SBS 301 Cultural Diversity/Prof. Koptiuch
PERSONAL MEMORY ETHNOGRAPHY PROJECT
Think of this five-part project as a kind of archaeological fieldwork conducted in "the field" of your memory. You will receive instructions for only one part of the assignment at a time, so what comes next will be a surprise!
(only the first assignment is here on the web--the rest will be given out in class)
The purpose is not to test you on your memory or pry into your personal life, but to highlight the relevance of a critical understanding of cultural diversity and difference to your own experience. The point is to carefully consider an episode from your own everyday life in a manner similar to the way an ethnographer, through participant-observation, would "read" or interpret the everyday world of others. In this case, you are the ethnographer and you are the Other.
Remember, write clearly, concisely, imaginatively
Your life isn't boring--don't let your writing be boring!
Papers will be critiqued for spelling (use that spell-check!), grammar, rhetorical style, narrative structure, argument, persuasiveness, voice, etc. Think speculatively, write with care. PROOF READ BEFORE TURNING IN!!
Note: at the end of the project, we will post everyone’s final writing (PME #5) on an internet web page for the course. You may wish to keep this in mind as you imagine an audience for your piece, and develop a "voice" directed towards that audience. Or if you wish, you may define the particular audience for whom you write your piece.
PLEASE TYPE (double spaced)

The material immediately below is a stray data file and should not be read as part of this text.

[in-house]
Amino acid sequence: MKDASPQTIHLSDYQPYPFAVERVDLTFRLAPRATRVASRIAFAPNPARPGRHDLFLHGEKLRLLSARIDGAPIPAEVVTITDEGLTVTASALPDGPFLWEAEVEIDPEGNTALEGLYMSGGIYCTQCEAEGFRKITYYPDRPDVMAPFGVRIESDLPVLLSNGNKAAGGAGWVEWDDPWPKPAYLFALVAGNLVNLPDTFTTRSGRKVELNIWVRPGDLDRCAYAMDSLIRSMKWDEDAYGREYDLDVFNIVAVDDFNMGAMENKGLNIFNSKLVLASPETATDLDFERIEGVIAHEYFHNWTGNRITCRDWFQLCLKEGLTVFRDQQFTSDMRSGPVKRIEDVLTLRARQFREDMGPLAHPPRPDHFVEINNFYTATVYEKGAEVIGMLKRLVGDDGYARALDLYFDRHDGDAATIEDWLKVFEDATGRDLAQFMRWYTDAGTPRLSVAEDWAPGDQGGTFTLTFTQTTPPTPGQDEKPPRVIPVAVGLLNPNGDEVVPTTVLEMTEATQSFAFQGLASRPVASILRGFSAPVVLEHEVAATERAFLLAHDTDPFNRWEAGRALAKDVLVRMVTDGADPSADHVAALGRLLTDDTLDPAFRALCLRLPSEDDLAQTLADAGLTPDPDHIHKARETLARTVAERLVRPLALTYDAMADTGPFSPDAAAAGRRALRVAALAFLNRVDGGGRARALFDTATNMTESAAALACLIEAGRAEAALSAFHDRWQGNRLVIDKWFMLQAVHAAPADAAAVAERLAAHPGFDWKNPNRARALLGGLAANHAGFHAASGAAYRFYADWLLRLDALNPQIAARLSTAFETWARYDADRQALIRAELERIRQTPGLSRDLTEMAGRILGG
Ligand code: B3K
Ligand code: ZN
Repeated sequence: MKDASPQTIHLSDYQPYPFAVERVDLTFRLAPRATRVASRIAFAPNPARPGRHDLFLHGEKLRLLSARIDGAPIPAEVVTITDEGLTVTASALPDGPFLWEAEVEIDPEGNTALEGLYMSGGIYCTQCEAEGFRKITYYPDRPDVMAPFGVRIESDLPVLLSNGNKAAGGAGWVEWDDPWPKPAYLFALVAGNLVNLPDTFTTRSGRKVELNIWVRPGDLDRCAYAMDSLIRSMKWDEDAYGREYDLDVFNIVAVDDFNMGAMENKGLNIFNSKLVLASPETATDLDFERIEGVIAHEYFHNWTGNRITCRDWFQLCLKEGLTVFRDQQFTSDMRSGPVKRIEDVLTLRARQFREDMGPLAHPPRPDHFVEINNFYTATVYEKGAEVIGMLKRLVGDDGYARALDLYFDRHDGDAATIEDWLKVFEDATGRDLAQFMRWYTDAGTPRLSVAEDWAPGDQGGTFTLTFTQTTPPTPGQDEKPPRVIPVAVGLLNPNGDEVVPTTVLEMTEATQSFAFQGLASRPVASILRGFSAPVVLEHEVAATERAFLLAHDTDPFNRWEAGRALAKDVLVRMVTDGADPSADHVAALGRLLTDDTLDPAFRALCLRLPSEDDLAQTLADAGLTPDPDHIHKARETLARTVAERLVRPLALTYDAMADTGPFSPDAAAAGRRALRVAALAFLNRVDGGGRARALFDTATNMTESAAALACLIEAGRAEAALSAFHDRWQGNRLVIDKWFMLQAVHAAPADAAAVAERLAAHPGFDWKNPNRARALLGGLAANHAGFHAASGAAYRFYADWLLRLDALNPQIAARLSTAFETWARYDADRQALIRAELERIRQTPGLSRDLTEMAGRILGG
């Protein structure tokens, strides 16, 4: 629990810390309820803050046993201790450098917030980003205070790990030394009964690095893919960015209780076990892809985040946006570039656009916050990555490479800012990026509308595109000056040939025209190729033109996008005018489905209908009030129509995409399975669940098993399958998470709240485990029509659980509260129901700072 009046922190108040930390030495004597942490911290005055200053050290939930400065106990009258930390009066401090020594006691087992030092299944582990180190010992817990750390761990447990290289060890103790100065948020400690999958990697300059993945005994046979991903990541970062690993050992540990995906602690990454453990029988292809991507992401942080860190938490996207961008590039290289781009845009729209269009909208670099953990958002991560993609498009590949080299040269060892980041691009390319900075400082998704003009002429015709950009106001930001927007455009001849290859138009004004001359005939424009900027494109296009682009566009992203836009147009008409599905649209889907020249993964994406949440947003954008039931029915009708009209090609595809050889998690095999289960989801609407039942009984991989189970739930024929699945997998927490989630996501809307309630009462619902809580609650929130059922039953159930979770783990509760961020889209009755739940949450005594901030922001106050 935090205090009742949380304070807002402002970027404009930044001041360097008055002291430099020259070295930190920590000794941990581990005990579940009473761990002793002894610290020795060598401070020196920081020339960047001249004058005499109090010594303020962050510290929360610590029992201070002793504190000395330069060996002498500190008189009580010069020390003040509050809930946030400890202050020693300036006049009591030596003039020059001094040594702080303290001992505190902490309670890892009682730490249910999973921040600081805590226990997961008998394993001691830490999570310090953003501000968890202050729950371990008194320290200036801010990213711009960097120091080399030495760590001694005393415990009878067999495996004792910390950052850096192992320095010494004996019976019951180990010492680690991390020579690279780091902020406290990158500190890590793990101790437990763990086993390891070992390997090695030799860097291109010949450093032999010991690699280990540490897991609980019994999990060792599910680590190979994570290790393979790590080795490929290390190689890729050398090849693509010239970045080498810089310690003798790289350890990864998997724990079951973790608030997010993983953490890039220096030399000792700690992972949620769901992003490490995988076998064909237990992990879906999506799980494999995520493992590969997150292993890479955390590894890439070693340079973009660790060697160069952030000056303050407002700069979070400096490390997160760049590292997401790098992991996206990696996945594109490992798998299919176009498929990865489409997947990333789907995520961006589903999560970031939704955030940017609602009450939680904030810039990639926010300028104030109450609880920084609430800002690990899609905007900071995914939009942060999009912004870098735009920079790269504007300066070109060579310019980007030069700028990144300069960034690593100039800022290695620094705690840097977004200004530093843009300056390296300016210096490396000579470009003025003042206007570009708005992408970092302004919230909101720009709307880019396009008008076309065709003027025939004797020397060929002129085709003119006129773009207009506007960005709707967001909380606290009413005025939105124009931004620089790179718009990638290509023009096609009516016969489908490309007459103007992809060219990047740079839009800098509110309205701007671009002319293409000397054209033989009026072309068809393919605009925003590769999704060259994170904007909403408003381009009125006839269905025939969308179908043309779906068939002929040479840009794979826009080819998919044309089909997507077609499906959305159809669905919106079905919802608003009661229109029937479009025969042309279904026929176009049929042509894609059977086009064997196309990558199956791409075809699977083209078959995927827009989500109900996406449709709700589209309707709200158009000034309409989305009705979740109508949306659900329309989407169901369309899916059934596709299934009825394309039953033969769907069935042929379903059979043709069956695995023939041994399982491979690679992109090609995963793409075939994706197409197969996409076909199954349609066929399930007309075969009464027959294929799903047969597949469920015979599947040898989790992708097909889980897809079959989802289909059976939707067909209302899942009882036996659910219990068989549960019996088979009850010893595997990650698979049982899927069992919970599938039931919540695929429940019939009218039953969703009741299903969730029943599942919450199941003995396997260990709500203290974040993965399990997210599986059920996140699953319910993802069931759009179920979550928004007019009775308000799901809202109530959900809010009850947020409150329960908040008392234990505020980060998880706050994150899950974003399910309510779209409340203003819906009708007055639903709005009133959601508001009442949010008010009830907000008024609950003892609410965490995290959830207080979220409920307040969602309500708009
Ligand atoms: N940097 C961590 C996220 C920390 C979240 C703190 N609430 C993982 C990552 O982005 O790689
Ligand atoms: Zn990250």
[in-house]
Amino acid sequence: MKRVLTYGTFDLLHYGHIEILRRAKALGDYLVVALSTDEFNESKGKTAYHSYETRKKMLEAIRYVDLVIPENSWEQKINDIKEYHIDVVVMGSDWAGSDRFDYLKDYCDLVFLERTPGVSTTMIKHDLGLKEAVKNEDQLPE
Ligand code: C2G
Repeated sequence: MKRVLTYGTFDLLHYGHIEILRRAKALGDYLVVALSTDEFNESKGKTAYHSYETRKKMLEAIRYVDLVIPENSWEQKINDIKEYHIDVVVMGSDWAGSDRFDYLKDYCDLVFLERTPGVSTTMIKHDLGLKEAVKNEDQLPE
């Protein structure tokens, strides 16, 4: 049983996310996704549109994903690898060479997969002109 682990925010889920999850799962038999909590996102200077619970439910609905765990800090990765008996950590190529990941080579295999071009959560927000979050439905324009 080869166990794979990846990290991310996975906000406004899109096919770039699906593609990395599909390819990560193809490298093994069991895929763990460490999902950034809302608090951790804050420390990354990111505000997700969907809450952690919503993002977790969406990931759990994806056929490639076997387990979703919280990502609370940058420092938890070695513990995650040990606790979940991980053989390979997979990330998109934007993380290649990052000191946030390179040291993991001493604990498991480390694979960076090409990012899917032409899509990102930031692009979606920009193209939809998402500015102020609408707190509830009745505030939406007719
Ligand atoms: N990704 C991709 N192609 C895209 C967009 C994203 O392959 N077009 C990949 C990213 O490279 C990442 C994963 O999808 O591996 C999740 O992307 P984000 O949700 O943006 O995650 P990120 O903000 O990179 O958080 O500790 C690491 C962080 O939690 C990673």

PME #1. FIRST-PERSON PREWRITE (2 pages only) Describe briefly and concisely an outstanding incident from your own past experience which prompted you to realize your own "difference" from others (or other people’s difference from you). Stick to one of the key socially constructed differences we target in this course, defined by the "borderlands" of race, gender, class, ethnicity, sexuality, and/or (trans)nation. Choose an incident in which you were a participant (i.e. not just something you heard or read about). Describe it as best you remember it, sticking to the concrete, specific event (you can dwell on more or the details or repercussions in a later PME). Try to pick a specific incident that still remains emotionally important to you for whatever reason (eye-opener, painful, enigma, anger, discovery, pleasure, conflict, recognition of inequality, discrimination, or privilege, etc.). You should write this piece in first-person (i.e. I remember, I did, I felt...).
Return to Personal Memory Ethnographies--latest year
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